There are too many passwords to remember. I carry a badge for work and a FOB, keys for my car and my home, multiple identification cards, money cards, and insurance cards of various types. The doors at work have levels of protection, so outsiders can’t enter. Has it always been so difficult? Have you counted the number of passwords you need daily now?
Are we safe yet? Or is this about something else?
When I came into the world, I met my first gatekeepers. I didn’t realize how much my family’s lack of acceptance disabled me, not until I peered back with adult eyes. I understand why my tiny self raged. I was stubborn and battling an invisible wall of resistance.
Many feel threatened by others who enter their area. It’s normal. Others change the way worship, the way we eat, and even challenge what we rights we have. Fear of others is a survival skill, but so is expansion and acceptance. Learning new skills can keep us pliable and young at heart. Consider before you react in fear.
I was at a stoplight, and the light had turned red when the pickup truck behind me decided that stopping was not convenient for him. He found space to pass me and ran the red light.
I know I seem like a small-town girl, but this place where I live isn’t a big city. We still claim a few rural, country roots. But we’ve certainly forgotten our manners.
We can’t pretend this is Mayberry and that we live in the scripted world they did. It’s a free choice, do as you please, live free kinda life now. This country dude didn’t know me, and his action wasn’t personal. He had an agenda of his own. If I wasn’t here, it would have been someone else he’d pass.
Fly in the soup
Bullying has been around for ages. Sometimes we call it helpful advice. Or nagging. People who honk when you drive too slow or stay too long at a stoplight think they can push you into doing what they want. Maybe it’s your brother who wants money or your dad giving advice or your wife who hates your music. The stress of this can build until life becomes unbearable. We can learn to live with it, but how? How we handle the push is a personal choice. I do have a suggestion or two.
“Hold your own, know your name, and go your own way.”
Learn to take care of yourself. Know where you are going and watch your surroundings. Don’t get embroiled in the road rage drama. I’ve been in dangerous situations that I didn’t cause, but because someone believed I had slighted them, they sought revenge with their automobile. Believe me, early in the morning, while heading to work is not the time to check the status of your brakes. When testosterone-filled young men driving little red cars pass you and then stop, it doesn’t matter if I did something wrong or not.
Idiocy is everywhere. I decide if it ruins my life. I get shaky after these events, but I realize they are like storms. It rains on everyone. Some people become offended and believe they are persecuted, but they’re not. Unless you’re a person who creates trouble, most things are random. You can’t prevent everything. Shake free of the event and go on with your day.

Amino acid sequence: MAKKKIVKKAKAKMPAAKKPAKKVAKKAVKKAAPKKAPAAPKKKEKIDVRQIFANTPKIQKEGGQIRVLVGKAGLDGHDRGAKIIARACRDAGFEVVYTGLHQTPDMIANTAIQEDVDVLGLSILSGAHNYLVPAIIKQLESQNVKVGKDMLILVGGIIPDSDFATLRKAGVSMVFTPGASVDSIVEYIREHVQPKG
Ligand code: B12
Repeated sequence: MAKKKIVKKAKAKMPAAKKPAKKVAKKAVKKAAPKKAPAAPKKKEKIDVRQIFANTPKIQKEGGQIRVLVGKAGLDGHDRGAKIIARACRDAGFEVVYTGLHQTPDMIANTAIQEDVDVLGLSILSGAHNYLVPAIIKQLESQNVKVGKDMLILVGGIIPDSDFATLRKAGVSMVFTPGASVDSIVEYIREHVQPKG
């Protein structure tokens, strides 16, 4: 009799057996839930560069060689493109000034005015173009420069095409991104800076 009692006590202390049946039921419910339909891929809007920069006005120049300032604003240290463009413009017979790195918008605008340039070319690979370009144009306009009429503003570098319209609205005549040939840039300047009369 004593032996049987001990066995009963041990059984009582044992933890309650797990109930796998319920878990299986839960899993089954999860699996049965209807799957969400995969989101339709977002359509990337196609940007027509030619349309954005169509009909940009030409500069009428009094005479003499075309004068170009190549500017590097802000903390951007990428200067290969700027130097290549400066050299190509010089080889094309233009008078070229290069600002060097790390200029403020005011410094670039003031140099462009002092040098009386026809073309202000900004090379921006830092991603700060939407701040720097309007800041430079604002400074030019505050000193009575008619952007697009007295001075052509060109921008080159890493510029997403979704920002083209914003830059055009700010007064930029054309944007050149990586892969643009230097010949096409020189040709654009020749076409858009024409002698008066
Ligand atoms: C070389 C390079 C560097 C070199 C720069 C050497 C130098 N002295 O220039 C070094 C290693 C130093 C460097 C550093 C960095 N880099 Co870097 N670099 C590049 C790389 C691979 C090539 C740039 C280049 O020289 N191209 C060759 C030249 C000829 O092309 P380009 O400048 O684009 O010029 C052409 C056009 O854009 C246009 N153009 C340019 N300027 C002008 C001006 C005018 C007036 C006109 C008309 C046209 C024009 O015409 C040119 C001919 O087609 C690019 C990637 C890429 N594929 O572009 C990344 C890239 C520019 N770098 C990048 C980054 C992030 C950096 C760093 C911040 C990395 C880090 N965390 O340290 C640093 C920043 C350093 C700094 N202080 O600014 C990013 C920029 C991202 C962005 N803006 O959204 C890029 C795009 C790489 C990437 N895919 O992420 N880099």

Remember your values. The pebbles in your shoes, rude people, can soon become spikes in your soul. It would be sad if you lost your way and let anger, disappointment, and revenge become more important than love, kindness, and charity. Your standards are essential to this culture’s survival.
What do you there’s a serious a abuser in your life? Find help. Seek counseling. Talk to friends and ask for advice. Most importantly, find a safe place, a safe lifestyle for yourself.
It’s alright if you don’t have an agenda sometimes. Relax. It might be healthy.
Too often when we enter a conversation, it’s to make a point. But what if we didn’t. Next time, we could let the unimportant stuff slip away.
Choose your stressors wisely. I pulled this post from psychologist Rick Hanson’s post, Just One Thing. You are free not to do these anymore.
Freedom not to
For one or more of the items just below, imagine what it would feel like for you to have the freedom not to:
• Press your point home
• Struggle to get someone to change his or her mind
• Have a second drink. Or a first one.
• Worry what other people think about you
• React to what is swirling around you
• Act on an impulse
• Get into an argument
• Be swept along by anger
• Identify with a mood or point of view passing through awareness
• Take something personally
• Take responsibility for the experiences of other people
• Criticize yourself for not being able to fit into a pair of jeans
• Resist what’s unpleasant
• Drive toward what’s pleasant
• Cling to what’s heartfelt
For one or more of the items just above, imagine how your greater freedom would help others. Also, let others be freer themselves with you; give them room to breathe, time to think and feel. – Rick Hanson PhD
Why am I so unhappy? Sometimes I don’t understand the why’s. I feel failure, a vague discomfort similar to when I’ve forgotten to apply my antiperspirant. That awkward moment when the sweat beads under my armpits. Ick. But this moment was different. I knew why.